Since the beginning of the war against Syria in 2011, Russia has been supporting this nation against what it considers to be an exterior aggression. While the Western Press explains this behaviour as a case of solidarity between dictatorships, Thierry Meyssan brings to light its real historical motives. He notes that the victory, which also belongs to Moscow, opens a new period for Orthodox culture in Europe.
by Thierry Meyssan
In order to build a modern Russia, Tsarina Catherine II decided to make its capital, Saint Petersburg, the world’s leading cultural centre. She rooted her country in its basic cultural foundations of Orthodox Christianity, developed the use of the French language, and invited the greatest European intellectuals and artists to her court, whether they were Catholic, Protestant or Orthodox, even Muslim.
Aware that the retreat of Christianity in the Middle East before the intolerance of the Ottoman Empire threatened a cultural loss for Orthodoxy, and therefore Russia, she entered into war with the Sultan.
This dream was thwarted by the French and British during the Crimean war (1853) and even more so by the Bolsheviks, who rejected the place of Orthodoxy in Russia. In 1918, they played the game of Mustafa Kemal Atatürk on behalf of arms dealer Alexandre Parvus, Lenin’s sponsor.
The dream of Catherine the Great had to wait until 2017 to begin to be realised. President Putin also annexed Crimea and delivered Syria, not from the Ottoman Empire, but from the jihadists, supervised by France, the United Kingdom and the United States. Russia became the protecting power of all populations, whatever their religion, from the banks of the Nile to the Alborz mountains.
The summit at Sochi highlights the role of Russia in the Greater Middle East. It is now the protecting power of Iran, Syria and Turkey – the last two states changed their allegiance from Washington in 1991 to Moscow in 2017.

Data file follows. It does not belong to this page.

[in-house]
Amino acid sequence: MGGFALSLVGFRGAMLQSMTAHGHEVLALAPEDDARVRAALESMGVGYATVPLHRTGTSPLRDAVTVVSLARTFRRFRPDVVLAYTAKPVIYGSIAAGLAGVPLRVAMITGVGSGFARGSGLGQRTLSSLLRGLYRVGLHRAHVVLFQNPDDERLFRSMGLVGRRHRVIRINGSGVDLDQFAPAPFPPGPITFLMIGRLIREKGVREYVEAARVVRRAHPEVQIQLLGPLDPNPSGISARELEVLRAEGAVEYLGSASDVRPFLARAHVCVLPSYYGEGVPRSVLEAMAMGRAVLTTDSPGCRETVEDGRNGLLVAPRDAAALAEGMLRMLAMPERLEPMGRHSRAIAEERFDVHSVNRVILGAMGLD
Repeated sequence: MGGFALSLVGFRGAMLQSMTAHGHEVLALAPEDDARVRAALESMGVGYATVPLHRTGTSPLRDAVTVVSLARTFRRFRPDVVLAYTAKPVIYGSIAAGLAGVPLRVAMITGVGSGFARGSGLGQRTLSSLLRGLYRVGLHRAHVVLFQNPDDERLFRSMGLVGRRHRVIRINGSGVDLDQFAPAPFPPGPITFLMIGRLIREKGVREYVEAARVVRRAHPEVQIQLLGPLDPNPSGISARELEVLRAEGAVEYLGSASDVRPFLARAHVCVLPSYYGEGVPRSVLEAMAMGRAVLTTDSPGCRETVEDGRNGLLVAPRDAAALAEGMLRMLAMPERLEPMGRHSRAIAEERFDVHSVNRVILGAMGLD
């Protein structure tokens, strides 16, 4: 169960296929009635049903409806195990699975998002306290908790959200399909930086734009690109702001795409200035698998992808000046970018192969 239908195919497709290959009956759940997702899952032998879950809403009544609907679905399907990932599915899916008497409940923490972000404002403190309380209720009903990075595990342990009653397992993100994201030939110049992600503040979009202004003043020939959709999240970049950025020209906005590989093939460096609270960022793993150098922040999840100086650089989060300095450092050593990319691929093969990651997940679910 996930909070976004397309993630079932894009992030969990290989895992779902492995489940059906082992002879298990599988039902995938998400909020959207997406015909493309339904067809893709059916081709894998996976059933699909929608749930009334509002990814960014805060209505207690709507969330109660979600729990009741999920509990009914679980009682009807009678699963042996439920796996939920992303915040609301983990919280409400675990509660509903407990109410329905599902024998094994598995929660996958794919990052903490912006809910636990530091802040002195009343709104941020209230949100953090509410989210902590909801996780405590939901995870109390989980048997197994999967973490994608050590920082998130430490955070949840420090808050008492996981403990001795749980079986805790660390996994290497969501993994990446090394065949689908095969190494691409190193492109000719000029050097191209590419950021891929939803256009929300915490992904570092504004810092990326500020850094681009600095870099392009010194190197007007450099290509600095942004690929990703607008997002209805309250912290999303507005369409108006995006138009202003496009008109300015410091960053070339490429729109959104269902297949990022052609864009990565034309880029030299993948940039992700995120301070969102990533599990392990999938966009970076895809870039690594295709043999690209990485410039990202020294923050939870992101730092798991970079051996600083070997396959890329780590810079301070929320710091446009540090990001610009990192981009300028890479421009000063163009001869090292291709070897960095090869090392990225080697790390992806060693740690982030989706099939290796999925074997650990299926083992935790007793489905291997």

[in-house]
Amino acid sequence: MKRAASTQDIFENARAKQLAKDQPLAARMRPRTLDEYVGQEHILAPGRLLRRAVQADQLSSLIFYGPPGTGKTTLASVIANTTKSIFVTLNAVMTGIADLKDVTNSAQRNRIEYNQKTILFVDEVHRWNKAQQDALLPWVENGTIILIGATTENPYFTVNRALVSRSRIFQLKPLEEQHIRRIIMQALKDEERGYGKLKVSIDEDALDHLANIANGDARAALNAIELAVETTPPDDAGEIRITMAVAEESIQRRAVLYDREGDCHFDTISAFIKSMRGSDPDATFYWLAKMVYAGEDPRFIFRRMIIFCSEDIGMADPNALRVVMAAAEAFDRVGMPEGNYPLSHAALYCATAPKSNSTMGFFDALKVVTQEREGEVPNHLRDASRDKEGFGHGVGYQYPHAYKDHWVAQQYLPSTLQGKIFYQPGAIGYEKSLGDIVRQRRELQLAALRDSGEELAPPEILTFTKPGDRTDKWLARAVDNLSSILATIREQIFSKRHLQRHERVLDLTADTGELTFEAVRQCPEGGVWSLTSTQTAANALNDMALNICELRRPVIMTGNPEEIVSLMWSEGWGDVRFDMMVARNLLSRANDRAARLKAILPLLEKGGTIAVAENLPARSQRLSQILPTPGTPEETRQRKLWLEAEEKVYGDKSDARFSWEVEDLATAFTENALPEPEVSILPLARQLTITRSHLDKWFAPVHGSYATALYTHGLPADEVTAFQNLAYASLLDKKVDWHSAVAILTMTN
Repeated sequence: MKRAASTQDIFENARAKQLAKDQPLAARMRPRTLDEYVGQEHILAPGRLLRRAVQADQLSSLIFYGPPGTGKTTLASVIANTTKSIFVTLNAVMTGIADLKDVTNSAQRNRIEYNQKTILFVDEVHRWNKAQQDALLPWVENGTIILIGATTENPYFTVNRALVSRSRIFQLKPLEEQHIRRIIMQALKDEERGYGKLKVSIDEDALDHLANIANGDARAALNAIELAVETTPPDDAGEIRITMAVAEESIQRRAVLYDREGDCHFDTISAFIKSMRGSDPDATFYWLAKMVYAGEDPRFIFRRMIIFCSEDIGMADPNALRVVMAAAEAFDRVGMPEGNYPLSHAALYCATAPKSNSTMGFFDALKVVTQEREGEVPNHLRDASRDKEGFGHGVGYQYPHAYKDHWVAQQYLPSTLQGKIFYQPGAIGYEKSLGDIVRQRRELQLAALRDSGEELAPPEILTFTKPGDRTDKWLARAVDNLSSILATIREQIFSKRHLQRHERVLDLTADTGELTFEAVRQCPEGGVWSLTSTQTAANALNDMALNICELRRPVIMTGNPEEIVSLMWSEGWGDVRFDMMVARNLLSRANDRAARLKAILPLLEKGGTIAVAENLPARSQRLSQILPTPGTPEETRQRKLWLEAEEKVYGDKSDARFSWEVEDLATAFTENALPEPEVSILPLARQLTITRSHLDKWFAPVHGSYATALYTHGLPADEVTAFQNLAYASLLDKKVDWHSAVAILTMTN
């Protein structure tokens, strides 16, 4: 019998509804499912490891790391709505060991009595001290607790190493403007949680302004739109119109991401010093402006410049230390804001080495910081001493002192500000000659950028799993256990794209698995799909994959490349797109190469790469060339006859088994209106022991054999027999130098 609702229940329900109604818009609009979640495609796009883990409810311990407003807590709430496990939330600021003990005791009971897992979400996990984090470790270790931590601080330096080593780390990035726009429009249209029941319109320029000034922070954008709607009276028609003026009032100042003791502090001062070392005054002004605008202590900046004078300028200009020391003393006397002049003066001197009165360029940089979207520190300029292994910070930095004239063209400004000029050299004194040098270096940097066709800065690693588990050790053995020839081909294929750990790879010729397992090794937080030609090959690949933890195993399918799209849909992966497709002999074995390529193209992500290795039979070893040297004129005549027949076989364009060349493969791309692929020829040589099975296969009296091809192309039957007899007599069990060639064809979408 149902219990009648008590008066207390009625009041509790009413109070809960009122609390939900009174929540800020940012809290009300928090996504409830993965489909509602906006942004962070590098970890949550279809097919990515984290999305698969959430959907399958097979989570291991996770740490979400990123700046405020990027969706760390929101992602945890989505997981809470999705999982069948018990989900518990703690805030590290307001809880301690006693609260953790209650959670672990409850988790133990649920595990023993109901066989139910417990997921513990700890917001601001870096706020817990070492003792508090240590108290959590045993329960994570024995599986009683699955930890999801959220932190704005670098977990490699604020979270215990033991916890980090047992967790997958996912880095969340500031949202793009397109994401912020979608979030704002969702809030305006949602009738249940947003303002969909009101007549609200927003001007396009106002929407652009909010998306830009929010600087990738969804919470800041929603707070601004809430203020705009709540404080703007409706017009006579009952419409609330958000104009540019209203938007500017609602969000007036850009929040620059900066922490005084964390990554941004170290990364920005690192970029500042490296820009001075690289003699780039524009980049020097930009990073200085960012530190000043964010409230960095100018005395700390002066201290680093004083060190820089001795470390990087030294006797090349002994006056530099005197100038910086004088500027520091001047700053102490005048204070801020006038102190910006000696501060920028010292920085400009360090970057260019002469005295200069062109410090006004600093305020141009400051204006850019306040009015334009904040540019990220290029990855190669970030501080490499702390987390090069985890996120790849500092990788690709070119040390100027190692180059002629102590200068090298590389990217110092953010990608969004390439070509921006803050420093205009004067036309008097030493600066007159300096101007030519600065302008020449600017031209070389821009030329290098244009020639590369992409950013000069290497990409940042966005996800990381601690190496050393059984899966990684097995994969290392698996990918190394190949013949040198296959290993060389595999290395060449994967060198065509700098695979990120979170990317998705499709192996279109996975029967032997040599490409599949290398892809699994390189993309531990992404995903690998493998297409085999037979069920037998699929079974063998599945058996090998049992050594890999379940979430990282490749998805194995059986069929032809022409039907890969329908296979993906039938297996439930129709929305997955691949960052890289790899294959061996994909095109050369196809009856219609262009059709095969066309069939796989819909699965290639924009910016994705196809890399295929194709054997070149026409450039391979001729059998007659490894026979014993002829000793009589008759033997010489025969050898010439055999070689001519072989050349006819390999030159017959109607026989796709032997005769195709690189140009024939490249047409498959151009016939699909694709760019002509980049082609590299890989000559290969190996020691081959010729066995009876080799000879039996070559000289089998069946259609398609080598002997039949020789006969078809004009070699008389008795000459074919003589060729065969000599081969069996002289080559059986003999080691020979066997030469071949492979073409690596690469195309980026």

The awakening of the Orthodox culture will have important consequences in Europe. The continent is historically divided into a Catholic and Protestant zone to the West, and an Orthodox zone to the East. We talk and bargain with God in the West, we submit to his Greatness and we adore Him in the East. Family structures are less egalitarian in the West, and more egalitarian in the East. Since the 11th century, this cultural difference splits Europe. During the Cold War, the « Iron Curtain » did not respect this division, since Orthodox Greece had been attached to NATO, and Catholic Poland had been incorporated into the Warsaw Pact. Today, the extension of the European Union is aimed in priority at imposing the Western European model on the countries of Orthodox culture. Already, we can predict the dissolution of the European Union and the triumph of the cultural model opened in Saint Petersburg.
The Christians of the Orient have never felt themselves to be concerned by these intra-European cultural differences, but the Europeans have always considered them to be either Catholic or Orthodox. From 1848, France had imagined the displacement of the Catholics and the Maronites from Syria to Algeria, and the extermination of the Orthodox populations. Paris thought it could use these Christian Arabs, faithful to Rome, to keep an eye on the Algerian Muslims. Failing that, it ended up by using the local Jews (the Crémieux Decree) and entrusting them with the mission (1870). More recently, during the wars against Iraq and Syria, Western Europeans welcomed many Oriental Christians, who were in reality exclusively Catholics, never Orthodox.
For Syria, the work of President Putin is the occasion to return to its own foundations after the experience with the jihadists, who seek to impose their unique cultural model on everyone – Syria is only great when it takes care of all its populations without exception. In the beginning, Vladimir Putin thought he could organise a « Congress of the Syrian Peoples » in Sochi. He finally recognised that in Syria, contrary to Russia, no community owns its own territory, they all live mingled together in their unique, shared homeland. It will therefore be a « Congress for a Syrian dialogue ».